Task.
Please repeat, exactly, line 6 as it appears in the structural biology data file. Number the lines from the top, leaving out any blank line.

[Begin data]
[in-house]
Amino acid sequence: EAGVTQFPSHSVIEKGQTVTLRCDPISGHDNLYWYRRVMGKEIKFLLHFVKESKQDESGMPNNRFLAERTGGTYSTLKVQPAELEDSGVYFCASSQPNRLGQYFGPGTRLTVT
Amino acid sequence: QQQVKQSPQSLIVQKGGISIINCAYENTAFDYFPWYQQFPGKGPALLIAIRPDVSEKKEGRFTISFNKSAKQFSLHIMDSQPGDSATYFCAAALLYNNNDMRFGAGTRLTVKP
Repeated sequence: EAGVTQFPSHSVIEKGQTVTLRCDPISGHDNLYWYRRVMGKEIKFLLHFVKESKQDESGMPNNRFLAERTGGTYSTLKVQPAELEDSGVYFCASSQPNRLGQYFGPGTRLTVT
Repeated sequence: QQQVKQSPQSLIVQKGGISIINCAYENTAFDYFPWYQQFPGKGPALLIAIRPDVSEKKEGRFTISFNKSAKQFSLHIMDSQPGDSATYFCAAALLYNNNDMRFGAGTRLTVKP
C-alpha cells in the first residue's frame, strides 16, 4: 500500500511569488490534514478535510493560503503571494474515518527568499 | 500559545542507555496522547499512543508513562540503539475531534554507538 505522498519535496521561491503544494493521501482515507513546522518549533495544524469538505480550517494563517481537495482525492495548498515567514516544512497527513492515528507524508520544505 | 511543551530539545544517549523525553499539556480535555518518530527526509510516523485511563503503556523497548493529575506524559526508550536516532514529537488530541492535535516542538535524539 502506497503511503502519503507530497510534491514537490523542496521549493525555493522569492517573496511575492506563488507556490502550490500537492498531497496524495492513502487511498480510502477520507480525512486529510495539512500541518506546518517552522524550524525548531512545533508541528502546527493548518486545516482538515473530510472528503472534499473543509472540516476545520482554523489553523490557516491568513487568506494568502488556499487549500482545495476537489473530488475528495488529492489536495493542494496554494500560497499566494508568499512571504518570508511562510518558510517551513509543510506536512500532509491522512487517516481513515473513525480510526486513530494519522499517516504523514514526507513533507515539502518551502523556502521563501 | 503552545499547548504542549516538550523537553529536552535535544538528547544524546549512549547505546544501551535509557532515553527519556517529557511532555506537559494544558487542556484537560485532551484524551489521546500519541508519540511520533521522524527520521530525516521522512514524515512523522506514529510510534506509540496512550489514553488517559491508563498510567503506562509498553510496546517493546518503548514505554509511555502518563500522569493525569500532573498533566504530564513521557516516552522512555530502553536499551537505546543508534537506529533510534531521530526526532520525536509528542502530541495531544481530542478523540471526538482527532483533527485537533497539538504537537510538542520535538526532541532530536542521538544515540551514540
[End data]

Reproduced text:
C-alpha cells in the first residue's frame, strides 16, 4: 500500500511569488490534514478535510493560503503571494474515518527568499 | 500559545542507555496522547499512543508513562540503539475531534554507538 505522498519535496521561491503544494493521501482515507513546522518549533495544524469538505480550517494563517481537495482525492495548498515567514516544512497527513492515528507524508520544505 | 511543551530539545544517549523525553499539556480535555518518530527526509510516523485511563503503556523497548493529575506524559526508550536516532514529537488530541492535535516542538535524539 502506497503511503502519503507530497510534491514537490523542496521549493525555493522569492517573496511575492506563488507556490502550490500537492498531497496524495492513502487511498480510502477520507480525512486529510495539512500541518506546518517552522524550524525548531512545533508541528502546527493548518486545516482538515473530510472528503472534499473543509472540516476545520482554523489553523490557516491568513487568506494568502488556499487549500482545495476537489473530488475528495488529492489536495493542494496554494500560497499566494508568499512571504518570508511562510518558510517551513509543510506536512500532509491522512487517516481513515473513525480510526486513530494519522499517516504523514514526507513533507515539502518551502523556502521563501 | 503552545499547548504542549516538550523537553529536552535535544538528547544524546549512549547505546544501551535509557532515553527519556517529557511532555506537559494544558487542556484537560485532551484524551489521546500519541508519540511520533521522524527520521530525516521522512514524515512523522506514529510510534506509540496512550489514553488517559491508563498510567503506562509498553510496546517493546518503548514505554509511555502518563500522569493525569500532573498533566504530564513521557516516552522512555530502553536499551537505546543508534537506529533510534531521530526526532520525536509528542502530541495531544481530542478523540471526538482527532483533527485537533497539538504537537510538542520535538526532541532530536542521538544515540551514540